Only aid recipients can make it work

Delegates representing the African Francophone bloc are meeting in Kigali to discuss aid effectiveness ahead of a major summit in South Korea, focusing on aid, later this year. Rwanda is widely regarded as Africa’s economic miracle and an inspiring model for aid effectiveness in the developing world, based on the fact that the country has effectively utilized aid to post remarkable economic achievements since the devastating effects of the 1994 Genocide against the Tutsi.

Delegates representing the African Francophone bloc are meeting in Kigali to discuss aid effectiveness ahead of a major summit in South Korea, focusing on aid, later this year.

Rwanda is widely regarded as Africa’s economic miracle and an inspiring model for aid effectiveness in the developing world, based on the fact that the country has effectively utilized aid to post remarkable economic achievements since the devastating effects of the 1994 Genocide against the Tutsi.

In recent years, development aid has come under the spotlight with many scholars and pundits alike pointing to the fact that there appears to be nothing much to show for the trillions of dollars in aid money the continent received over the decades. Indeed, in much of Africa aid has hardly changed the livelihoods of the ordinary people for the better.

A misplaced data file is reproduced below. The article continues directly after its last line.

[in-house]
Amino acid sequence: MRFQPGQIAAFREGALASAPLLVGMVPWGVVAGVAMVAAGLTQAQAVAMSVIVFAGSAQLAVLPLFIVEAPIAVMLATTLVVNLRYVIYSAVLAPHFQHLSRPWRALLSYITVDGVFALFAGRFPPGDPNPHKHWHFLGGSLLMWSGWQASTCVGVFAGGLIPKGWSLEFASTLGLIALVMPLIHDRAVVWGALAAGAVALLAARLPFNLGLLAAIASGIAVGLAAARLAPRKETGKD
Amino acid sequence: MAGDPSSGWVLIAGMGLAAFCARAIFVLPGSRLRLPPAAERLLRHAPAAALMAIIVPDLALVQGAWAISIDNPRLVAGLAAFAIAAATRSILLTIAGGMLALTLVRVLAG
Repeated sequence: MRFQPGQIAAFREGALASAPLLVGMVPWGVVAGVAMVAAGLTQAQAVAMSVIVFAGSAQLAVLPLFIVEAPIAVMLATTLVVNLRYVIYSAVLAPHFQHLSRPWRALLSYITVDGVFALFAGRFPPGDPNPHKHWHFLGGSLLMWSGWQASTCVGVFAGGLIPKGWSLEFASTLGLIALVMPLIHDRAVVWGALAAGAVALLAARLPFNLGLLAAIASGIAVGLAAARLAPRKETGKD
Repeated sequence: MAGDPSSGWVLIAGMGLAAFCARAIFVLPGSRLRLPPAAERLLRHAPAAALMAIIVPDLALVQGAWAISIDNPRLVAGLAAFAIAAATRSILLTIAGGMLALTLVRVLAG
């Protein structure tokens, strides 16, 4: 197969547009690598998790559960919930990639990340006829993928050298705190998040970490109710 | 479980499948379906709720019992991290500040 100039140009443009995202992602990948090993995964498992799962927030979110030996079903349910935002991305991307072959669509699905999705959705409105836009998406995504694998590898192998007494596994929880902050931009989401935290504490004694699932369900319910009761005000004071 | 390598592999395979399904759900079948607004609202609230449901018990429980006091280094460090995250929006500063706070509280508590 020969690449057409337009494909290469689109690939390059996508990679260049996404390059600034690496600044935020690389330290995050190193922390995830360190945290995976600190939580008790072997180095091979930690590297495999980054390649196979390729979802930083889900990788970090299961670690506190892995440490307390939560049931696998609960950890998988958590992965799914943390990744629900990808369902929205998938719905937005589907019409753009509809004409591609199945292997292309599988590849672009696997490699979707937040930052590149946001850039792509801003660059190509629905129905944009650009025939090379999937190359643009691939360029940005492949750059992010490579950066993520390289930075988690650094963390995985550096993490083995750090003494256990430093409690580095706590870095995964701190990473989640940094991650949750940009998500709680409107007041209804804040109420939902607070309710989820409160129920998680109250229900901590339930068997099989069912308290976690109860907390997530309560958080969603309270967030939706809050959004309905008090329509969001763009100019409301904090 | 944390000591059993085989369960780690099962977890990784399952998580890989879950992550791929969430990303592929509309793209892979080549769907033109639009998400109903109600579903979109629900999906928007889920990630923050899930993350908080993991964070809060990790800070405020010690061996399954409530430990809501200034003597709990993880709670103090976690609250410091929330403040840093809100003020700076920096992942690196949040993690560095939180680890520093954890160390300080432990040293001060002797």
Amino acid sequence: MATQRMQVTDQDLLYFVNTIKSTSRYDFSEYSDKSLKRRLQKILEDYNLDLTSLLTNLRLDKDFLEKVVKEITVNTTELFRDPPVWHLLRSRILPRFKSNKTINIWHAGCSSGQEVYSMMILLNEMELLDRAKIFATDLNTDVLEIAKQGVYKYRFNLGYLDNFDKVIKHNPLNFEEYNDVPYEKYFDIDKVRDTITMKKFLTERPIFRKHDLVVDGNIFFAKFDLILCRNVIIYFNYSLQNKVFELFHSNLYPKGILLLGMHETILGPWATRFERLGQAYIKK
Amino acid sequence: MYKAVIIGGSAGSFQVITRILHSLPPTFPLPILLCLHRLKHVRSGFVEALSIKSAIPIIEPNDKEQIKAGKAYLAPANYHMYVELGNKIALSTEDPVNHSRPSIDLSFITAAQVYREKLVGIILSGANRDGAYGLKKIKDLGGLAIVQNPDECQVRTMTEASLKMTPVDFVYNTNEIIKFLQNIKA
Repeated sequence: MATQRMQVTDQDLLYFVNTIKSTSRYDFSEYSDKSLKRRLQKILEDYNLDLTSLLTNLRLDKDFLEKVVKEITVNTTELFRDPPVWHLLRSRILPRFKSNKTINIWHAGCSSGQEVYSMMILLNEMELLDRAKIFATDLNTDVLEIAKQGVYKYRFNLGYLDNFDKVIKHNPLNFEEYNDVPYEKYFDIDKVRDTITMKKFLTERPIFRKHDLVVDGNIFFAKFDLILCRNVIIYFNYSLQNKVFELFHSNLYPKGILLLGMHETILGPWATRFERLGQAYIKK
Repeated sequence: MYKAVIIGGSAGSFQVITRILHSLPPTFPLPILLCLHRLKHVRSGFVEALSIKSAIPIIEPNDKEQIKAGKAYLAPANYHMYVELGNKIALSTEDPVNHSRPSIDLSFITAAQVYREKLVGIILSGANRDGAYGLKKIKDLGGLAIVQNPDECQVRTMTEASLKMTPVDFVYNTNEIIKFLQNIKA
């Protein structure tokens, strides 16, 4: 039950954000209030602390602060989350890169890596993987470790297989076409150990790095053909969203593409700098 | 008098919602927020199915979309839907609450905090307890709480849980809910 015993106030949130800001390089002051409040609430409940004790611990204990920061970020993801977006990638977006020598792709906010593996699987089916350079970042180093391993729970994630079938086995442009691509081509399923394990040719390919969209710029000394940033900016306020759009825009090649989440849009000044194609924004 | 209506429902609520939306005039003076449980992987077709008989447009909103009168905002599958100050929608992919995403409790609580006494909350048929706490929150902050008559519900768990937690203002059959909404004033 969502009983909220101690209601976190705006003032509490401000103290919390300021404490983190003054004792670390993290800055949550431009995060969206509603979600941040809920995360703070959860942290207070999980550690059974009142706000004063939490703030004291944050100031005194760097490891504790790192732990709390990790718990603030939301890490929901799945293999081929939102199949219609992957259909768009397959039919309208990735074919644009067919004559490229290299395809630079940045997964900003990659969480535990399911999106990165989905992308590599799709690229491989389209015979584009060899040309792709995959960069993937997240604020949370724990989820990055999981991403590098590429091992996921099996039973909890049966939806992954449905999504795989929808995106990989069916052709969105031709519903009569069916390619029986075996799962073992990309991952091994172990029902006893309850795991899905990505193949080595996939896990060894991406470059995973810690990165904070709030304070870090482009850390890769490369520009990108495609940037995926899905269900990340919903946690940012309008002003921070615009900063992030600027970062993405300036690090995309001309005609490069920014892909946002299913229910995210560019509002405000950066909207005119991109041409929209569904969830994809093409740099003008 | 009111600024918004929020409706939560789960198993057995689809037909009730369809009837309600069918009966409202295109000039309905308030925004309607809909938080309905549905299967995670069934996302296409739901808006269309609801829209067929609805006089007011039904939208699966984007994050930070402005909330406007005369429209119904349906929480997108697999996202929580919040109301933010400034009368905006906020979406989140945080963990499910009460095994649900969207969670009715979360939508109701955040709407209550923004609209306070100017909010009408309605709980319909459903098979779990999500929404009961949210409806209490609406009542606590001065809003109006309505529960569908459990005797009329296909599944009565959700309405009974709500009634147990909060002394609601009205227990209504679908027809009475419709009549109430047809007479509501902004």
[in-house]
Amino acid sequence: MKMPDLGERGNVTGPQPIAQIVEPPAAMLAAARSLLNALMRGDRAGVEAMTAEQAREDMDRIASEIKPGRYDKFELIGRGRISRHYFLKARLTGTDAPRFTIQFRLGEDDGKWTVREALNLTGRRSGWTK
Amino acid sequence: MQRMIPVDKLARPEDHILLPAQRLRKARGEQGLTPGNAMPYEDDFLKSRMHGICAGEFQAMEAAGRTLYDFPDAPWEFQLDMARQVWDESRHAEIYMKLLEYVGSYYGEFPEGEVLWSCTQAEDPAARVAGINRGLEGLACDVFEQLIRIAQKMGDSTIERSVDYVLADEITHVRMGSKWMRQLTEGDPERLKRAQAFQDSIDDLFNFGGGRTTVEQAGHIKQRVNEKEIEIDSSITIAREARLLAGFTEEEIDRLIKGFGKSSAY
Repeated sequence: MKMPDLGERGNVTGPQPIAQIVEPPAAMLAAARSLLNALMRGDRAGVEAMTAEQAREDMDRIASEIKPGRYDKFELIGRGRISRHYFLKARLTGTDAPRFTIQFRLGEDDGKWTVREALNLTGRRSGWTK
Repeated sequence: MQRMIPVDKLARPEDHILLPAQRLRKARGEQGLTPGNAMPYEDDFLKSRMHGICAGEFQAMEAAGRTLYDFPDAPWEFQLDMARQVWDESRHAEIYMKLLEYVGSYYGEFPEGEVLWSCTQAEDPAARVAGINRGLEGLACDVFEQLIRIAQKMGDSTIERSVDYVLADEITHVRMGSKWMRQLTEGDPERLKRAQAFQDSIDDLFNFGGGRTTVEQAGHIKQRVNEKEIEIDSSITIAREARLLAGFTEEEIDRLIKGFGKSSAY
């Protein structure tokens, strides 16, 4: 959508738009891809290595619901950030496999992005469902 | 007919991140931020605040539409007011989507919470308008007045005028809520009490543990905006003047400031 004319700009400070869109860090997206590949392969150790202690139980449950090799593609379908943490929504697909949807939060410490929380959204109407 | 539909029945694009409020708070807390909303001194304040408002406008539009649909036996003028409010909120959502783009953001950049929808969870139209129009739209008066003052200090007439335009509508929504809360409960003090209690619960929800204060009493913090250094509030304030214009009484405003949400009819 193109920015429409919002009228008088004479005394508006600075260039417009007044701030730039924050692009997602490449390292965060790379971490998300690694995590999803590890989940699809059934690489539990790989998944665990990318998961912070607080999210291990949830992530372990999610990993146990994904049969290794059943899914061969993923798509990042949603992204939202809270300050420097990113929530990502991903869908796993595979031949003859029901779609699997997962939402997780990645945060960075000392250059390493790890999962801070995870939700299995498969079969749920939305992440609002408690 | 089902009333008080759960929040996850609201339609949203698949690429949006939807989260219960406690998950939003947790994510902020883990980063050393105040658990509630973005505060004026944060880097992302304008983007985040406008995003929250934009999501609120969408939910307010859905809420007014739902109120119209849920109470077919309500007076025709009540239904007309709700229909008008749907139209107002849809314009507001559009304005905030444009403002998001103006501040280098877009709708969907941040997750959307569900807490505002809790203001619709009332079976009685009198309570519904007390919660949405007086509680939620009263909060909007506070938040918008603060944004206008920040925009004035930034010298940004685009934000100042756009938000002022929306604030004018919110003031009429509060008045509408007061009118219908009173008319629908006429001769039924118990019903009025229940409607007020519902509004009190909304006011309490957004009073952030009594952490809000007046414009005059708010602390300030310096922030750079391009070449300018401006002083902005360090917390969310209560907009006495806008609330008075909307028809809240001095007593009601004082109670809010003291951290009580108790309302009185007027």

Rwanda’s experience, and indeed that of other countries where aid has brought about a significant change in the lives of the people, has proven that lack of political will in recipient countries has rendered much of development aid ineffective.

For instance, it is not rocket science to understand that countries with high levels of corruption will squander whatever money – aid or not – or that where institutions and bureaucrats don’t play by the rules, results will be hard to come by.

As long as there are no concrete measures on the part of the recipient country to ensure that it delivers the intended results, aid will always be misused and stolen by individuals in high places, and this will only help widen the gap between the rich and the poor.

To address this challenge, proper coordination, planning and accountability mechanisms are of utmost importance. While the ultimate goal for African countries should be self-sustaining economies, they need an unequivocal political will to translate aid into real results.

Ends

Subscribe to The New Times E-Paper


You want to chat directly with us? Send us a message on WhatsApp at +250 788 310 999    

 

Follow The New Times on Google News